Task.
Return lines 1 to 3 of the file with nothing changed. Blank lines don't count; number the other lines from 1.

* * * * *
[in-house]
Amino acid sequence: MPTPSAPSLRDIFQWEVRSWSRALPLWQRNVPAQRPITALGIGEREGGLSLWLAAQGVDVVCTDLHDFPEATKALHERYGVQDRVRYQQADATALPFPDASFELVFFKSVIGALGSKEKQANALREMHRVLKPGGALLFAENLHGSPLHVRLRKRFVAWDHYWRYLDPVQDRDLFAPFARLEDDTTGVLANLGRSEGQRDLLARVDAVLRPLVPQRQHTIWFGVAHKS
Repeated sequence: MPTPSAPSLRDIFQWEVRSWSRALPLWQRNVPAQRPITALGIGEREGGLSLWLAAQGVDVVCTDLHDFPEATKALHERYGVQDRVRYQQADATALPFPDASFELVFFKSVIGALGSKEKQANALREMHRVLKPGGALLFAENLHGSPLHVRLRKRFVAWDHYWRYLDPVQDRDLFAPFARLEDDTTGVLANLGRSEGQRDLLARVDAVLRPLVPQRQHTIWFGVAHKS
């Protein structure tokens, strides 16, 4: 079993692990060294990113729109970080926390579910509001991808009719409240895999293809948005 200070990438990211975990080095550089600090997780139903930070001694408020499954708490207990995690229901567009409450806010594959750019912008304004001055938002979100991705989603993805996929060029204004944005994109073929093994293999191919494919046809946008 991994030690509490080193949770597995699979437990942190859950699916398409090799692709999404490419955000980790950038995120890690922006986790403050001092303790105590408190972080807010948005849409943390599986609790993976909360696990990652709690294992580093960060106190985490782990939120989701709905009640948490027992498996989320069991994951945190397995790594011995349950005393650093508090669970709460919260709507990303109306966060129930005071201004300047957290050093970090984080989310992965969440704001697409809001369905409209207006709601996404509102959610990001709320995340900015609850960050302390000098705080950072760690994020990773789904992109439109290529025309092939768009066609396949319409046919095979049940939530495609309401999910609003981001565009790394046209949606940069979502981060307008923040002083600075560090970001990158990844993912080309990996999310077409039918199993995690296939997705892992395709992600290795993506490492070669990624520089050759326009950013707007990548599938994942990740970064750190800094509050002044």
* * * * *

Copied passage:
[in-house]
Amino acid sequence: MPTPSAPSLRDIFQWEVRSWSRALPLWQRNVPAQRPITALGIGEREGGLSLWLAAQGVDVVCTDLHDFPEATKALHERYGVQDRVRYQQADATALPFPDASFELVFFKSVIGALGSKEKQANALREMHRVLKPGGALLFAENLHGSPLHVRLRKRFVAWDHYWRYLDPVQDRDLFAPFARLEDDTTGVLANLGRSEGQRDLLARVDAVLRPLVPQRQHTIWFGVAHKS
Repeated sequence: MPTPSAPSLRDIFQWEVRSWSRALPLWQRNVPAQRPITALGIGEREGGLSLWLAAQGVDVVCTDLHDFPEATKALHERYGVQDRVRYQQADATALPFPDASFELVFFKSVIGALGSKEKQANALREMHRVLKPGGALLFAENLHGSPLHVRLRKRFVAWDHYWRYLDPVQDRDLFAPFARLEDDTTGVLANLGRSEGQRDLLARVDAVLRPLVPQRQHTIWFGVAHKS